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An end to sentencing is Mandatory

By Marise Payne - posted Wednesday, 19 April 2000

The Senate Inquiry into mandatory sentencing was broad-ranging, thorough and comprehensive in terms of scope and evidence. It took committee members on a valuable journey through the Northern Territory and Western Australia – through town camps, hours of hearings and visits with various indigenous organisations. Members spoke at length with government representatives in each state and territory. On all fronts, we were presented – and sought out – all sides of every issue.

This has therefore been an ultimately necessary and extremely productive endeavour effected by the Senate. Albeit within the framework of a bill – Senator Bob Brown’s Human Rights (Mandatory Sentencing of Juvenile Offenders) Bill 1999 – that does not directly address or solve the gamut of issues surrounding mandatory sentencing, this Inquiry has forced on the agenda and unearthed key undesirable consequences of the legislation and practical, realistic recommendations for action and change.

The passing of this bill will not fix mandatory sentencing. For that reason, I share the view of those committee members who feel passing it could do more harm than good. Certainly it offers no long-term solutions, and in the short term could leave the Northern Territory in a legal vacuum.


On the other hand, the conclusions and recommendations of the report offer real and valuable directions and challenges for the NT and WA governments. (It should be noted the WA legislation is applied in a much narrower set of circumstances and its implementation directed very differently from the NT.) Acted upon, they would almost certainly set in train long-term measures toward aligning legal and social responsibilities in both jurisdictions.

This Inquiry has taken place in a heightened atmosphere of debate, analysis and media attention. The impact of external events – including the NT’s by-election and the tragic death of a 15-year-old Groote Eylandt boy whilst in detention – cannot be understated.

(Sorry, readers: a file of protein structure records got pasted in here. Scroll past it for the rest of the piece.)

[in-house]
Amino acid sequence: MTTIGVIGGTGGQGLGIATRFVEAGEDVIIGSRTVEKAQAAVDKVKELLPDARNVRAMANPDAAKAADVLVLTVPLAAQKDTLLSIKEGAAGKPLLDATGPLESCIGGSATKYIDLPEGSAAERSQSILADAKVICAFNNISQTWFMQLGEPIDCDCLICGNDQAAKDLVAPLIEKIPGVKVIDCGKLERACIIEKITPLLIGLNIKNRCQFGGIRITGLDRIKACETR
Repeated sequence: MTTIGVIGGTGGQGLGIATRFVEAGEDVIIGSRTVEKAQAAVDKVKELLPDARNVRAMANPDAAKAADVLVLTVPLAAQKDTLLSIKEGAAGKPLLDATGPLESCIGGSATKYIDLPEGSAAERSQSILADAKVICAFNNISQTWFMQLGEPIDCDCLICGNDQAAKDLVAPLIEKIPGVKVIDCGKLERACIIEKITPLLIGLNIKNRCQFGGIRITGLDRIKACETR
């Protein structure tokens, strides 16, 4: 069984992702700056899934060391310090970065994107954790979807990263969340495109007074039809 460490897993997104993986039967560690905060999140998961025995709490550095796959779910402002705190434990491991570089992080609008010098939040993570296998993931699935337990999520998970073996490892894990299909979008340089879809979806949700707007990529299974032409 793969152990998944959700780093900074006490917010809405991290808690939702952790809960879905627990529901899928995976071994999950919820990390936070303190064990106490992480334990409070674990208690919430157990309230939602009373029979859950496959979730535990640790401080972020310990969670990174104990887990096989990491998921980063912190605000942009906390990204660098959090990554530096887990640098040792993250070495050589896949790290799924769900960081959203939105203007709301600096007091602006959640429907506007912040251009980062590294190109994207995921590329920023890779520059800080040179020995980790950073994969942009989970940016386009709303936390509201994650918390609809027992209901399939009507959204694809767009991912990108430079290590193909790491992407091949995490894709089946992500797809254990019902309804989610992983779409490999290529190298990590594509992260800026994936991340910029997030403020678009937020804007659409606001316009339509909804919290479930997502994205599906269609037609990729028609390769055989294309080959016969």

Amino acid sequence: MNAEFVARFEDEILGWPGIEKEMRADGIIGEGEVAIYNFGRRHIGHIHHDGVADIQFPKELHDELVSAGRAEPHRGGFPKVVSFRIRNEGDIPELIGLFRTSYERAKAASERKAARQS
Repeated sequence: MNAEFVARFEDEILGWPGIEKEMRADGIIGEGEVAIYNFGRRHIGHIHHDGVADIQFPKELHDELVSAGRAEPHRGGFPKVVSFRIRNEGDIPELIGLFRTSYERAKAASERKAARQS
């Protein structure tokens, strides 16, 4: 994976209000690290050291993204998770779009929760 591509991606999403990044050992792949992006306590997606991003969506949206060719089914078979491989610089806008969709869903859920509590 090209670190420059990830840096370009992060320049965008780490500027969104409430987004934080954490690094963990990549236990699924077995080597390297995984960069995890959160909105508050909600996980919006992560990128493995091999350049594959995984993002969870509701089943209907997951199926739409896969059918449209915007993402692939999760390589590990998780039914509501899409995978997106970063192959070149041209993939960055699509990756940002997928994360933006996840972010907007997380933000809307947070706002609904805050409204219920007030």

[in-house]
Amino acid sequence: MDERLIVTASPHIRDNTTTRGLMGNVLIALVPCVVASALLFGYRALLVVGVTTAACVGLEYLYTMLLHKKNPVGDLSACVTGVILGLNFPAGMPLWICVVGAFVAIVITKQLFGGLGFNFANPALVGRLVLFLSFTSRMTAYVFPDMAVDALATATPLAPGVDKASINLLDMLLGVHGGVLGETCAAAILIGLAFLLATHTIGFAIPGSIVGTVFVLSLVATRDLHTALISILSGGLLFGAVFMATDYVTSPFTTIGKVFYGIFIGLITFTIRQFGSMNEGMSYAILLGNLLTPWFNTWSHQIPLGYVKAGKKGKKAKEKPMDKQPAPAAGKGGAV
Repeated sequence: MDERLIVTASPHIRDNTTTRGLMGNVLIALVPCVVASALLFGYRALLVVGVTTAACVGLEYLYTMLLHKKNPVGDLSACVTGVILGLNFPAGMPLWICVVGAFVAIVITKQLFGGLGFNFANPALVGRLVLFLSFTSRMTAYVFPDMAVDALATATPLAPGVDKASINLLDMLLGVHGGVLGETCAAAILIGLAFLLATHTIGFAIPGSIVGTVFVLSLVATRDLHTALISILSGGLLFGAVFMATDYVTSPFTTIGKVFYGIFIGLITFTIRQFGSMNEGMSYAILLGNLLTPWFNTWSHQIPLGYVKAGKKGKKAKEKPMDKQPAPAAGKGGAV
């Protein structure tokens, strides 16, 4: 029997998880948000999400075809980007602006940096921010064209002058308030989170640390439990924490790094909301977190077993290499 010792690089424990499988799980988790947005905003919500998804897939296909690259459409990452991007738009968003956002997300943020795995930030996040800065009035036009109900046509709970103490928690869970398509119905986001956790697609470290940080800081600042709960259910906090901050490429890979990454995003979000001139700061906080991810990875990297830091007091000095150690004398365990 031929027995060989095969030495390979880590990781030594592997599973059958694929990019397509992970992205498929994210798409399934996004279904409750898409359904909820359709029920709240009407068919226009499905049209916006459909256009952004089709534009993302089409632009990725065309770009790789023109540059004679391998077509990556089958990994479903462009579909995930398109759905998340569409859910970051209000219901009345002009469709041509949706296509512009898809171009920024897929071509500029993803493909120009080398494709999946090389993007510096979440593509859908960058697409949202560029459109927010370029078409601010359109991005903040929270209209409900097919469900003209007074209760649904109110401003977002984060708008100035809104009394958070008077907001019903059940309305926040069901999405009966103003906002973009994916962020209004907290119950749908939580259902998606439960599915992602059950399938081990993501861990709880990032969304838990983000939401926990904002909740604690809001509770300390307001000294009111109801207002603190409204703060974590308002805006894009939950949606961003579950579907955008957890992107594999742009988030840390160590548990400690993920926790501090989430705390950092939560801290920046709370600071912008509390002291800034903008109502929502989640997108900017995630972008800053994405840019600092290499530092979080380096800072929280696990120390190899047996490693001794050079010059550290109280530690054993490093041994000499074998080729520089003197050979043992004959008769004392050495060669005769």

But the essence of this Inquiry, and this report, is the impact of mandatory sentencing legislation on juveniles – 15- and 16-year-old Australians and particularly indigenous Australians. It is not ostensibly about analysing, criticising nor trivialising the justice systems of the NT and WA.

The wider community of Australia is necessarily alarmed at the high rate of youth suicide in this country, and that is a multi-faceted social problem right across the demographic spectrum. While not pretending to have the answers, I can say with certainty that detaining young indigenous people in places like Darwin detention centre Don Dale is not one of them.

This Inquiry highlights several key areas of concern arising, directly or indirectly, from the application of mandatory sentencing in the NT. They include the isolation and resultant stresses arising from the removal of young people from remote areas to detention centres hundreds of kilometres from their families. They include the difficulties associated with detained youth arranging visits or even contacting their families by telephone.

They include the possibility that repeat offenders have their own set of complex and significant social problems – such as substance abuse, homelessness and illiteracy – that mandatory sentencing does nothing to fix, and may in fact inflame. They include the disruption to education and employment responsibilities arising from 28 days in prison for often minor offences. I conclude that the NT mandatory sentencing laws almost certainly breach the spirit of Australia’s international obligations, specifically with respect to the Convention of the Rights of the Child (CROC).


It should be clearly emphasised that offenders should not go unpunished for their crimes, however the fundamental problem with mandatory sentencing is that the punishment doesn’t always fit the crime. It is a blunt instrument. When you remove a court’s discretion, you remove its capacity to take into account all the circumstances of a case – both for offenders and victims. In fact I would contend that in extremely poor applications of mandatory sentencing, everyone is a victim.

This report has addressed the terms of reference of the Inquiry. It makes constructive suggestions as to how the laws may be amended to ameliorate some of the adverse impacts on young people. It has looked at the diversionary programmes currently run in the NT, and welcomed the announcement in February of new programmes. It thus holds hope for change; it clearly indicates the need for change. It doesn’t set itself up as having all the answers, but is a constructive suggestion; a start.

This report is effectively then a letter to the NT and WA Governments. We trust it is read, considered and appropriately given weight. If not, then in light of every reason I have stated herein, in light of every reason in the report, I recommend that the Commonwealth Government should consider intervention.

I say so not to be popular or otherwise – for it will be seen as both – but to do the right thing.

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About the Author

Senator Marise Payne is the Shadow Minister for COAG, Shadow Minister for Housing and Shadow Minister for Indigenous Development & Employment.

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